Lindsay B. Schwartz, Ph.D.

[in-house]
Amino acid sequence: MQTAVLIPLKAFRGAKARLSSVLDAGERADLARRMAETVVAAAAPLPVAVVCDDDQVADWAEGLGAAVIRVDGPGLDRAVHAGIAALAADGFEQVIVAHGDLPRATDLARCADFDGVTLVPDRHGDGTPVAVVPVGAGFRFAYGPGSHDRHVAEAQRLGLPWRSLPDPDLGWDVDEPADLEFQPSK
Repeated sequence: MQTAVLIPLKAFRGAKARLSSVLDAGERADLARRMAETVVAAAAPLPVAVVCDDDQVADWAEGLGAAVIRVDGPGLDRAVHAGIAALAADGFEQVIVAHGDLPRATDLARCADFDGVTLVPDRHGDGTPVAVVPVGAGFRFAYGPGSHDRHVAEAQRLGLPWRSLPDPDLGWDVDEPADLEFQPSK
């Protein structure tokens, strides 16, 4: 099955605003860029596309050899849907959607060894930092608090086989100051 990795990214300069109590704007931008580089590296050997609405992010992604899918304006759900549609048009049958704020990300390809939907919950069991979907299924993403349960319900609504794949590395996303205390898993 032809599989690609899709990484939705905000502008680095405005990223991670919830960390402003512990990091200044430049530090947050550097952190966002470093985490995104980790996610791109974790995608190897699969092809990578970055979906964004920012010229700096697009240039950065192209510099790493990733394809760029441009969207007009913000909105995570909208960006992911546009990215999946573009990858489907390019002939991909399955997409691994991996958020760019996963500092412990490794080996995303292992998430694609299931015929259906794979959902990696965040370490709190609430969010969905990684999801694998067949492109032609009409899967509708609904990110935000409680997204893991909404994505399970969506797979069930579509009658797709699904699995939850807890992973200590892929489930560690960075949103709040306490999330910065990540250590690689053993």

National Immunization Awareness Month is a great time to review vaccines that the Centers for Disease Control and Prevention (CDC) recommends for older adults. The CDC provides helpful information on vaccines including who should who should get specific vaccinations, complications from diseases, and the schedule of vaccines. Adults 60 years and older should have the shingles vaccine to prevent the painful rash also known as Herpes Zoster. Adults 65 and older should have the pneumococcal vaccine to prevent against pneumococcal disease which can include pneumonia, meningitis, and blood infections. All adults should have an annual influenza vaccine and Td vaccine every 10 years to protect against tetanus and diphtheria.